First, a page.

Hidradenitis suppurativa (HS) may not be a household name, but it affects millions of people. Also known as acne inversa, HS usually begins as pimple-like bumps on the skin. If the chronic condition worsens, the bumps can grow deep into the skin, becoming painful, sometimes agonizingly so. They can also rupture.
As the deep bumps heal, scars can form, creating tracks under the skin known as tunnels. Eventually, those scars thicken. Because the bumps tend to form in skin folds such as the armpit or groin, the scar tissue can impede mobility in the arms and legs.
Many people with HS also suffer from depression. Recently, we noticed that one of the top searches on our site is “hidradenitis suppurativa and depression.” So, we decided to ask our community members living with HS about it. We received an outpouring of responses.
“It is very difficult to put into words what someone who does not suffer from the disease could really understand,” says Tracy. “HS impacts every aspect of my life. It impacts every single moment or movement in my life, in ways that many can’t comprehend. It is emotionally, physically, mentally, and spiritually draining.”
Tracy, 53, has suffered from HS since she was 18. “Just knowing that there is no cure and that you will have to live with it for the rest of your life is depressing. My quality of life is very limited. Who wouldn’t find that depressing?”
“Sometimes I get angry because it’s not fair that I live with so much pain,” says Catherine. “Sometimes I get anxious, like when I am dating someone new and I have to tell them my groin is full of abscesses. But mostly I just get sad that I can’t do the things I used to do; that if I somehow reach remission, I’ll always have the scars; that I’m always tired; that I might have passed this on to my kids.”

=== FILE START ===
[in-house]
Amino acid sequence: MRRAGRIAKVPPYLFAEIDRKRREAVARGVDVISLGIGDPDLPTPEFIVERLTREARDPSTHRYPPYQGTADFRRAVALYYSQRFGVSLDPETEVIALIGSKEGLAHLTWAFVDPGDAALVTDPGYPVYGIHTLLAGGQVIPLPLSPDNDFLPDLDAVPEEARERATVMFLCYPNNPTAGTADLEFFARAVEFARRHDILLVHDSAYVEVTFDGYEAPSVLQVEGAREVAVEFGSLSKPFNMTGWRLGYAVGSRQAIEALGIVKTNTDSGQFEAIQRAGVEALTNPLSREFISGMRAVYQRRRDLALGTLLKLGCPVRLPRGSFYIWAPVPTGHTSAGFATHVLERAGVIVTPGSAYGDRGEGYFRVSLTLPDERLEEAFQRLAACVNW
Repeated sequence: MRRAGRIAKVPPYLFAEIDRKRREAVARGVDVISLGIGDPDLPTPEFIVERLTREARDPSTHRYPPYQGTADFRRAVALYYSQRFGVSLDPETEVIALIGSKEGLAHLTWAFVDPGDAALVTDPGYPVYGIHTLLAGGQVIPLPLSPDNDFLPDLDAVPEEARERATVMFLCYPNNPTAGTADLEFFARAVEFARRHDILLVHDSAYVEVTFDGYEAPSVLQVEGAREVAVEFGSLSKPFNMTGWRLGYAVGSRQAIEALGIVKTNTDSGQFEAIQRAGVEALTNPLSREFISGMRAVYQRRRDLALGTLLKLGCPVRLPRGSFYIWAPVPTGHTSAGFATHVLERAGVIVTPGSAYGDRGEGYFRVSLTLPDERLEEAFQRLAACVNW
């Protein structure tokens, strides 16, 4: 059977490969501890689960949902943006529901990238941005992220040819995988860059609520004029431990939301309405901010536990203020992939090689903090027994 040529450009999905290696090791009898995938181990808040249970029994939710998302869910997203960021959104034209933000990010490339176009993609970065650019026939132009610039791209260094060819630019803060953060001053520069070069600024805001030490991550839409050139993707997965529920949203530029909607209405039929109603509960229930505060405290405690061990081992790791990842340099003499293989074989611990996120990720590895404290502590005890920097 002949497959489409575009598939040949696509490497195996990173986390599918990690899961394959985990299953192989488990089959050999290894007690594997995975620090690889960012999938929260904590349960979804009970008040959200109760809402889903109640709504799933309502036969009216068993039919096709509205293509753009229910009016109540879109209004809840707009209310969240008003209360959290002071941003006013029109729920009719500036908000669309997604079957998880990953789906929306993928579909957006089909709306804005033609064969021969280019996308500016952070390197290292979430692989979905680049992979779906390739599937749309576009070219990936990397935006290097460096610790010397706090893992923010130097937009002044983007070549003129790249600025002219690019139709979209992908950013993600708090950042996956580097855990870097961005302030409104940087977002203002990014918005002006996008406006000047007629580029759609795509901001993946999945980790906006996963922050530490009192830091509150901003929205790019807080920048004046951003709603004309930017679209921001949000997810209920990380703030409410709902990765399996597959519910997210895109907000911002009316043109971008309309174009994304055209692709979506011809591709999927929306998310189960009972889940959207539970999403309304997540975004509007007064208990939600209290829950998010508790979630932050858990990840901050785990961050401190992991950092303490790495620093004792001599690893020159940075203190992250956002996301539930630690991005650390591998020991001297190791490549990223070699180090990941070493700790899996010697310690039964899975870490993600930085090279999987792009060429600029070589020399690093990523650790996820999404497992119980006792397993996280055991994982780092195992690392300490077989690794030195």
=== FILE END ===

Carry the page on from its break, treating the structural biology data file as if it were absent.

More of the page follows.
“HS makes me feel helpless,” says Shavaughn. “It makes me feel like I have no control over my body, my life, my actions. When something like sitting, moving, or lifting can rip your skin open, you can’t help but feel horrible. I also feel embarrassed and horrified that someone might see or smell my sores. And defeated. Oh boy do I feel completely defeated.”
Part of the problem, according to many respondents, is that the majority of people have not heard of HS and do not understand the severity of the condition, especially in more advanced cases.
“It’s so hard to explain what it is and how it affects you,” says Shanna. “Doctors will tell you that you aren’t clean or bathing enough when quite the opposite is true. They’ll put you on antibiotics and send you home, showing a lack of knowledge and respect.”
According to the Dermatology Times, HS is a difficult disease to diagnose. Once thought a rare condition, the medical community now believes it to be far more prevalent, affecting as many as four percent of the general population.
HS is often identified in patients who are in their late 20s and 30s, though symptoms typically present much earlier in life. Many people with HS have received various treatments for their symptoms without ever knowing the root cause. Once a proper diagnosis has been made, medical experts may recommend a multi-pronged approach that includes treatment for psychological effects like depression and anxiety.
Learning to Cope
Many people choose to consult with an expert to find the best course of treatment for them. Respondents from Health Stories Project also emphasize the importance of developing personal coping strategies.
“I sometimes feel inadequate or socially ‘handicapped’ in some way,” says Jay. “But when I was mocked for my condition, I fought back. Self-pity isn’t really my style.”
“I try to be as proactive as possible in preventing negative thoughts,” says Leah. “Self-care is so important. I try to eat healthily and do everything I can to control my HS. Sometimes something as simple as going outside or getting a manicure brightens my day. It took quite a long time but I’m glad I realized I am worthy of a good life even while dealing with HS.”
“In my personal life, I read, sing, do crafts, talk to family and friends, and focus on the beauty of nature,” says Tanya.
Many respondents emphasized how important it was to spread the word about HS and find support among peers, including sharing their experiences through opportunities they hear about from Health Stories Project.
“I have participated in the HS community as an activist and have educated doctors and nurses during appointments and hospital stays,” says Tanya.
“I feel better when I help other people,” says Catherine. “I have a Facebook group that I created with over 4,000 members. I have helped dozens of people get diagnosed by being open about my condition on social media. When I’m having a bad day and am feeling sorry for myself, I can look at all the people I’ve helped that I would’ve have been able to help if I didn’t have HS. I am proud of that.”